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Should You Buy an Annuity?

As I mentioned in my last article, very few topics in the world of personal finance generate as much heat as annuities do. If you listen to the personal finance experts on TV, annuities are the very devil. If you listen to many financial advisors and insurance salesman, they are the greatest thing since sliced bread. 

The reality about annuities, as is the case with most things in life, lies between those two extremes. It helps to view annuities as financial tools, just like mutual funds, ETFs or CDs. Given the right circumstances, an annuity might be just the tool for the job.        

In this article, I’m going to give you my top three advantages to annuities as well as my top three disadvantages.

Advantage #1: Low Risk Tolerance

Nobody likes opening their investment statement and seeing losses. But some people can handle it and others cannot. If you are among the latter group, then you may want to consider an annuity. A fixed annuity or a fixed indexed annuity guarantees that you won’t have investment losses. Variable annuities will lose money just like mutual funds and other securities. However, you can add living benefit riders that provide guarantees that can potentially offset this risk. Some guarantee a certain minimum rate of return for a certain number of years, after which time you must begin taking an income stream. The insurance company specifies how much you can take out. As long as you don’t exceed that amount, your income is guaranteed for your lifetime.      

Advantage #2: If Longevity Runs in Your Family

If you think you may live to a ripe old age, then you may want to consider an annuity that offers a guaranteed lifetime income. Immediate annuities are worth a look. Also, you could check out fixed indexed or variable annuities with lifetime income benefit riders. When an insurance company prices annuities, they start by looking at mortality tables. The Annuity 2000 mortality table shows that a 65-year-old male has a 50% probability of living another 20 years, and a 65-year-old female has a 50% probability of living another 23 years. If you think you might live longer than that, an annuity may be a good deal. (For related reading, see: Life Expectancy: It's More Than Just a Number.)

Advantage #3: Tax Benefits

Annuities are tax-deferred investments, meaning that you don’t pay taxes until you withdraw money from them. It’s worth noting that I’m specifically referencing a non-qualified annuity. Some people put annuities into IRAs or other retirement plans which fall under different sections of the tax code. When you do pull money from an annuity, any gains are taxed first at ordinary income tax rates. Once the gains are withdrawn, then your principal comes out tax-free. If you have an immediate annuity the tax benefits are even more pronounced. There are other investment vehicles that offer tax benefits that probably deserve your attention before annuities, such as traditional IRAs, Roth IRAs, 401(k)s and other qualified retirement plans. If you are fortunate enough to have already maxed out your retirement plans and you are in the 25% tax bracket or higher, you may want to consider an annuity.  Be careful, however, if you are under 59.5. If you withdraw money prior to that age, gains will be taxable as income and will also be assessed a 10% penalty. (For related reading, see: Immediate Annuities: More Income and Lower Taxes.)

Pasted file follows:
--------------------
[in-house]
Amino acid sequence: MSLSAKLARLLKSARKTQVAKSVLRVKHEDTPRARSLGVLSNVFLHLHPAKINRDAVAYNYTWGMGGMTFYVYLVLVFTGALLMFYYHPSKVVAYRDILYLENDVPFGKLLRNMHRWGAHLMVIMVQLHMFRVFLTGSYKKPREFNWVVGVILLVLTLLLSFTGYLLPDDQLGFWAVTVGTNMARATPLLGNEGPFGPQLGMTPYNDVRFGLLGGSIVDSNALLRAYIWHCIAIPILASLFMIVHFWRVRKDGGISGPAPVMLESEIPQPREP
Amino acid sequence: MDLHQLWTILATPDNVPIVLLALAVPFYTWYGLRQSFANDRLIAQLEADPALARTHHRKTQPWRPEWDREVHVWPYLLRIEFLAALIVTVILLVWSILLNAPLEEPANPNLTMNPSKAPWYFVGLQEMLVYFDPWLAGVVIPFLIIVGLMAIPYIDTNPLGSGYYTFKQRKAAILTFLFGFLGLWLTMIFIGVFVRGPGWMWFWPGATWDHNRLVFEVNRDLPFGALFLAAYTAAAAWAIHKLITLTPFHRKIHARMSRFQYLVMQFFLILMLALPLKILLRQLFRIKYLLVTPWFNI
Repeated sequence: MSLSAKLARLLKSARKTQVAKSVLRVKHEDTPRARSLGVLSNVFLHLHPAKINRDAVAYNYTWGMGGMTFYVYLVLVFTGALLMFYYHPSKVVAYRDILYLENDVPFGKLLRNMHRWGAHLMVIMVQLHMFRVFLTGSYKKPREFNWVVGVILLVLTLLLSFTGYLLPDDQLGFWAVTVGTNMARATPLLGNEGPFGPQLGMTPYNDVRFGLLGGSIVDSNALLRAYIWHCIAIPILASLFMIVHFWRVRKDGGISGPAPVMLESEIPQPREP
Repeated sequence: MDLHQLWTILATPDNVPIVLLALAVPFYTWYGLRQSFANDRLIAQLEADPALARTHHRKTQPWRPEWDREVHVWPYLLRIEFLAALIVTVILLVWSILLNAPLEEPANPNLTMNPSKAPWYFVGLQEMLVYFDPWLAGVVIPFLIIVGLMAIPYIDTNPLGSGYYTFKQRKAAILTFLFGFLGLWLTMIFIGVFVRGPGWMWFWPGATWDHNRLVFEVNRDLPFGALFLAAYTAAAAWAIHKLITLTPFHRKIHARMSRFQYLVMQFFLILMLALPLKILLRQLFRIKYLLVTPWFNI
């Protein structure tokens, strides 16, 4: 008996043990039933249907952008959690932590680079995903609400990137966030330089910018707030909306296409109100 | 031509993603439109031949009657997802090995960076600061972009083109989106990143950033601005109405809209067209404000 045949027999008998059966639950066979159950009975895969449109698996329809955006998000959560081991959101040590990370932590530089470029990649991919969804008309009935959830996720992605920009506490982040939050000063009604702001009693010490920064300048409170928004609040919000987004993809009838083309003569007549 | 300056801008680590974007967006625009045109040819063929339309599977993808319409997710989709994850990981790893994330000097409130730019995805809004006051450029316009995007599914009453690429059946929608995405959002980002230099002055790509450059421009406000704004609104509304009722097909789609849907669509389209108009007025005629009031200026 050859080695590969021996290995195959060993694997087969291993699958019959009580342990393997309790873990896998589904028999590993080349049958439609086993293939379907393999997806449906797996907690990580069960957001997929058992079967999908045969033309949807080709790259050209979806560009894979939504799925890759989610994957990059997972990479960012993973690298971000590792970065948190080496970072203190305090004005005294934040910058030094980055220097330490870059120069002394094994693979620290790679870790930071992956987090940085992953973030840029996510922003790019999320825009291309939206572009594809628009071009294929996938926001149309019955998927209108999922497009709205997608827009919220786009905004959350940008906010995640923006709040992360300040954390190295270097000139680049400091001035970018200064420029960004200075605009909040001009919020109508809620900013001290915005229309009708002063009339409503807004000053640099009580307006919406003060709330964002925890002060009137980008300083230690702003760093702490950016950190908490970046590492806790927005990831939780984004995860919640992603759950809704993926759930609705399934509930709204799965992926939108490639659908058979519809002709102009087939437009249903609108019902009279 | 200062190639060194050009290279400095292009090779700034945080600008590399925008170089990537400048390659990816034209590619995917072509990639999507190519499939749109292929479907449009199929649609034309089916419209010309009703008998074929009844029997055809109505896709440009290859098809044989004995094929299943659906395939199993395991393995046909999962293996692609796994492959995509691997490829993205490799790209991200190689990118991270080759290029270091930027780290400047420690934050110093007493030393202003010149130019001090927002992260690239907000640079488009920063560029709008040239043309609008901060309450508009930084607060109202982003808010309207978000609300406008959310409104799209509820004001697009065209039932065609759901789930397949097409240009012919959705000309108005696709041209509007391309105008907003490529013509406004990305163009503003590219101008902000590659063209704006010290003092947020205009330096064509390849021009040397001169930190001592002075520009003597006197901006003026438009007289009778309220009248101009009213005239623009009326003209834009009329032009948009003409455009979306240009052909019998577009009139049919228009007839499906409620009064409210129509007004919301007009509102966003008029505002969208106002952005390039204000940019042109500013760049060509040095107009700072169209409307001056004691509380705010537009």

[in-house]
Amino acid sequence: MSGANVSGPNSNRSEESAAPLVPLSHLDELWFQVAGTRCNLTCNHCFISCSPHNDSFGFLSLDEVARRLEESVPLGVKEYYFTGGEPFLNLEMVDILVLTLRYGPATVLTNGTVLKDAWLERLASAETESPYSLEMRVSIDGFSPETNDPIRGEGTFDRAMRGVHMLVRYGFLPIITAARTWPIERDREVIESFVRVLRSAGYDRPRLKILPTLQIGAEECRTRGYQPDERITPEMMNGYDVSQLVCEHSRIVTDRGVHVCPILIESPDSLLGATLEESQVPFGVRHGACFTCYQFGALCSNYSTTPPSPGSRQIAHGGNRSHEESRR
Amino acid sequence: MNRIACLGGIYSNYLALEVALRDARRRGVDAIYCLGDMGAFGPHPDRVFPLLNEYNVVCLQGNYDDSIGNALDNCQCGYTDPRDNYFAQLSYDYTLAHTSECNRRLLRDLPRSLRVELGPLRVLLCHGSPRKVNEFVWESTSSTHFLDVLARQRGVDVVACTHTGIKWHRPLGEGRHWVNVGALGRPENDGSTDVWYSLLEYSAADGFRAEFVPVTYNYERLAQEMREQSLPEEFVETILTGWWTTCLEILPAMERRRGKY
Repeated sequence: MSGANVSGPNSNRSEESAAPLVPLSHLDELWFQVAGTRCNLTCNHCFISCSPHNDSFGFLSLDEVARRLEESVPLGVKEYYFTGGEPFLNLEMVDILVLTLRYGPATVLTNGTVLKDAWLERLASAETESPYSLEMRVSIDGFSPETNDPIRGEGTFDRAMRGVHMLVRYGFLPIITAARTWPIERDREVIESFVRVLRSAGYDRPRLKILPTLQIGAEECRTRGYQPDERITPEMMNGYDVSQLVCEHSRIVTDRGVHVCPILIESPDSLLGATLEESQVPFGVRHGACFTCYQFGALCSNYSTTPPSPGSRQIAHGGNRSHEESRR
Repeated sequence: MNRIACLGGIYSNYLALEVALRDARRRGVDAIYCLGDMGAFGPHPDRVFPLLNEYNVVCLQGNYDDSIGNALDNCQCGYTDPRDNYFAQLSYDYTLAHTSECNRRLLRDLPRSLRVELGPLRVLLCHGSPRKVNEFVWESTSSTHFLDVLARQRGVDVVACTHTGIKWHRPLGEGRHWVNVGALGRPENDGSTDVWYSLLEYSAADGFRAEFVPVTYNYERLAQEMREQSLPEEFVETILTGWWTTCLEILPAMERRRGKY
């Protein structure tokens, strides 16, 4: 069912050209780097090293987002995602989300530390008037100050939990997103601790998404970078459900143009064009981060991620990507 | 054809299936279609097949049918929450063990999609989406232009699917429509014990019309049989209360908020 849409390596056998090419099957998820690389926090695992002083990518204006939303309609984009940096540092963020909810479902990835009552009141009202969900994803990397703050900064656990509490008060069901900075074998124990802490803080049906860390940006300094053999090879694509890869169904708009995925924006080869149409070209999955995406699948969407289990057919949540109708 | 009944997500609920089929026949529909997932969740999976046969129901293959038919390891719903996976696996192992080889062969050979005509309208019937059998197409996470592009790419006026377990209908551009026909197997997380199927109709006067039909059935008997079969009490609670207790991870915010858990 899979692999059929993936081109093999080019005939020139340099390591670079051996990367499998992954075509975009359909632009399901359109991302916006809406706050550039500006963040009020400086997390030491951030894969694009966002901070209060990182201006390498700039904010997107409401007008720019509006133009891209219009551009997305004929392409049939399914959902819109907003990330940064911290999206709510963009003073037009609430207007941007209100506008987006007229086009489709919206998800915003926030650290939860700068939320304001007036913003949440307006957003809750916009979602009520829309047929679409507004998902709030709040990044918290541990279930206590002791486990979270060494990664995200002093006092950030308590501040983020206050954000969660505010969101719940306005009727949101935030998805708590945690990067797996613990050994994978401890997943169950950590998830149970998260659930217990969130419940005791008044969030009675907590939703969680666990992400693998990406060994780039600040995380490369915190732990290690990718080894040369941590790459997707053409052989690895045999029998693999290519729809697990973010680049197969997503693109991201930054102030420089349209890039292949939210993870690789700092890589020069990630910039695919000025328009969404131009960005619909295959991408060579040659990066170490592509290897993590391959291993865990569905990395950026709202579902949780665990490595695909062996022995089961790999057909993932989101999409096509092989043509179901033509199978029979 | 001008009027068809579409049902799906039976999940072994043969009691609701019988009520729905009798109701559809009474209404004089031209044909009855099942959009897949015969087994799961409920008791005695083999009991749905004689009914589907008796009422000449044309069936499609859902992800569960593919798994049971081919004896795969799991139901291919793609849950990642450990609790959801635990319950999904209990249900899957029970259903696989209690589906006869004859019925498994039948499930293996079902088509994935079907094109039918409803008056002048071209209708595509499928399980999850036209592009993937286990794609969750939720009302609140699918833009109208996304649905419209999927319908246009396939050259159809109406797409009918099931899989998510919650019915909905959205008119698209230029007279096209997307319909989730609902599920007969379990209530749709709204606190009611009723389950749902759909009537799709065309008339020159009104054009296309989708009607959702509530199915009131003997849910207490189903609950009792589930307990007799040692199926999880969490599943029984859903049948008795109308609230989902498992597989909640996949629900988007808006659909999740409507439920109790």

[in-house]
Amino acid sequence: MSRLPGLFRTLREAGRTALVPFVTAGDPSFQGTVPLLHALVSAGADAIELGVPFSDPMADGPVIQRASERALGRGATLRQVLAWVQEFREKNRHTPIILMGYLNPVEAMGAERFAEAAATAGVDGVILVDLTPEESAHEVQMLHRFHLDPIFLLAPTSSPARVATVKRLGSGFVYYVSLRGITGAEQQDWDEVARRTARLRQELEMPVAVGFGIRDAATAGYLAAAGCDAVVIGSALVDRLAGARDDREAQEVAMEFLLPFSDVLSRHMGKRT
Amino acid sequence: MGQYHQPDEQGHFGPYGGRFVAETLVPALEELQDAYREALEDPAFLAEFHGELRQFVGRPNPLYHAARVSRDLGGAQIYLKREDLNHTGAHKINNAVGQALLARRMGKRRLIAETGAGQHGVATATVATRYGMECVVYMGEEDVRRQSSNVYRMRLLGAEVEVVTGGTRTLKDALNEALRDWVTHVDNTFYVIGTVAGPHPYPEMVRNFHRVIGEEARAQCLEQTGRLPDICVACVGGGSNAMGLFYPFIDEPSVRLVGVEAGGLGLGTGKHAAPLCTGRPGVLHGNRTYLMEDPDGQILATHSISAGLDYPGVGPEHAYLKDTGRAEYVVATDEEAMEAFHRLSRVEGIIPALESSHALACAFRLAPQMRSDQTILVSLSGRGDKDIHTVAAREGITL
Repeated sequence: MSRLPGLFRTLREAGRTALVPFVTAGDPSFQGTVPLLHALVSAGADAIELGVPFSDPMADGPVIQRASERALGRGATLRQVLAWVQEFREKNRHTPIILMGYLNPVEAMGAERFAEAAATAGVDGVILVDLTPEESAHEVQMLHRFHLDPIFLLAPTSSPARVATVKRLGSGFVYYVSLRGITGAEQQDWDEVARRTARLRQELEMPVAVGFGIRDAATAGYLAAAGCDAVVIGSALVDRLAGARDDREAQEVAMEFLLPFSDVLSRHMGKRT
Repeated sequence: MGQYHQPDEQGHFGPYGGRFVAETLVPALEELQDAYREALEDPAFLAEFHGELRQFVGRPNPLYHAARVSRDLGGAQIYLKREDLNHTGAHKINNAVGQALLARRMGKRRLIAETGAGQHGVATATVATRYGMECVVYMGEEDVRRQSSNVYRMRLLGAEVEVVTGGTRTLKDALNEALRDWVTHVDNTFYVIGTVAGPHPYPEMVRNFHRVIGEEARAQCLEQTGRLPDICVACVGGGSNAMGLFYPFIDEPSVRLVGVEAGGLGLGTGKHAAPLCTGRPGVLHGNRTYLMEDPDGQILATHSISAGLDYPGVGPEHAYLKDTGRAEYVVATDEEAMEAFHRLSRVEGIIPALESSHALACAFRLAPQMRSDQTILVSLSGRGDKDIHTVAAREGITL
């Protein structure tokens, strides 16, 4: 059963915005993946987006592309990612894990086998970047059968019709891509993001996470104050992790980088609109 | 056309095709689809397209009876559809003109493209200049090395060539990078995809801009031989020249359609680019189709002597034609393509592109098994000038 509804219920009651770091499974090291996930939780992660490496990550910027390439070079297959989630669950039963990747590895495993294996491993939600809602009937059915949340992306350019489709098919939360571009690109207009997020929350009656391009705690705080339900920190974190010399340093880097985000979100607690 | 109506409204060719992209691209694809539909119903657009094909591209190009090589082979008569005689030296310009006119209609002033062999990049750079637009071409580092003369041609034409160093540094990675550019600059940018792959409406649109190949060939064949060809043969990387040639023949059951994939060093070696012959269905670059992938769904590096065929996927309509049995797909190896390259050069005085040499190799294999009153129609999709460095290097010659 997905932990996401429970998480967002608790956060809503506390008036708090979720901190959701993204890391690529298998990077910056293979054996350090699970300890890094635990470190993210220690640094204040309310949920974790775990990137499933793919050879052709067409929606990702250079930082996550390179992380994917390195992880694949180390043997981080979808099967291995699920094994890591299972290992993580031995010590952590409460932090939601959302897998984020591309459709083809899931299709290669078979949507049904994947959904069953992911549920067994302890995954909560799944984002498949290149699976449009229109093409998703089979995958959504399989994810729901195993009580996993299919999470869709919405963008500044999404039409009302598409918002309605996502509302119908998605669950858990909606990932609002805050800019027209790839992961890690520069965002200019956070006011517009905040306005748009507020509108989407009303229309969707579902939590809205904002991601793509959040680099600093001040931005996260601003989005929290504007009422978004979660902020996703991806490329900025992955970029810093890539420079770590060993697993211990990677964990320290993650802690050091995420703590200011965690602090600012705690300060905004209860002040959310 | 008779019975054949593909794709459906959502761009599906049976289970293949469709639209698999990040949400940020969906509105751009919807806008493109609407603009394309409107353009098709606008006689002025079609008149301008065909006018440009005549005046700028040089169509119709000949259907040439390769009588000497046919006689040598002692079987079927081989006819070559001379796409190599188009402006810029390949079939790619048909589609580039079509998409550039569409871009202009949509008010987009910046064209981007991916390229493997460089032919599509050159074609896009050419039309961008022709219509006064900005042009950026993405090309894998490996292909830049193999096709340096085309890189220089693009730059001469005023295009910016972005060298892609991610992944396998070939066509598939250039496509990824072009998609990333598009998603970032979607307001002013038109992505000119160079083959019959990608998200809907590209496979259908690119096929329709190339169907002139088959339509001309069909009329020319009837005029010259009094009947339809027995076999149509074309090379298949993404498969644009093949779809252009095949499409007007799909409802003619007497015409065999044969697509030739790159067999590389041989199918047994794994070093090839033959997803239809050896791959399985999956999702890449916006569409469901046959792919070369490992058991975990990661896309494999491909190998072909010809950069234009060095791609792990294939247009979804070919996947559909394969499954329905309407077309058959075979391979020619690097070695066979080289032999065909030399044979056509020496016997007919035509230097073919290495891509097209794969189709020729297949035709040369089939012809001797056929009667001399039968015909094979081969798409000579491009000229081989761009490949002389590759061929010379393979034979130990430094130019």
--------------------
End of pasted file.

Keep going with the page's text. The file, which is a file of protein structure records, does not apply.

Disadvantage #1: High Fees

While fixed and immediate annuities don’t have fees, variable annuities do. I’m seeing a lot of fixed indexed annuities tacking on fees lately as well. Variable annuity fees typically range from high to very high. According to Morningstar, the average variable annuity charges 2.35%. In addition, living benefit riders increase the average annuity expenses to 3.4%. There can be other fees for enhanced death benefit riders as well. One annuity contract I analyzed had annual fees of 5%. With fees that high, it’s hard to get ahead.        

Disadvantage #2: Liquidity

It’s difficult to get your hands on your money once you invest in an annuity. With immediate annuities, there typically is no liquidity. You give your money to the insurance company in exchange for a guaranteed income stream. The decision is irrevocable. With deferred annuities, there is a surrender charge period, ranging from three to 20 years. Most typically cluster around 10 years. The annuity company usually allows you to withdraw up to 10% of your money after the first year without surrender charges. While that should take care of most income needs, you need to be sure you won’t need more than that.

Disadvantage #3: Changing the Rules

I have four daughters, and sometimes it is fascinating to watch them play games. Often, the oldest will make up the rules, which inevitably means that the deck is always stacked in her favor. But, every once in a while, her sisters start beating her at her game, so guess what she does then: She changes the rules. Although I can’t prove it, I sometimes think some annuity companies do the same thing. It seems to happen most often with fixed indexed annuities. The company offers a product that is incredibly competitive. Then, once they’ve attracted a lot of money to it, they raise the fees or lower the caps, which essentially lowers the potential interest rate you can earn. 

So, are annuities right for you? Only you can answer that. For some, the benefits outweigh the drawbacks. For others, the disadvantages are insurmountable. Many of my clients have no money in annuities. Some of my clients have a portion of their money in annuities. I certainly don’t think anyone should have all their money invested in them. As with anything else in the world of finance, due diligence is always the key.     

(For more from this author, see: 4 Mistakes to Avoid if You Want Retirement Income.)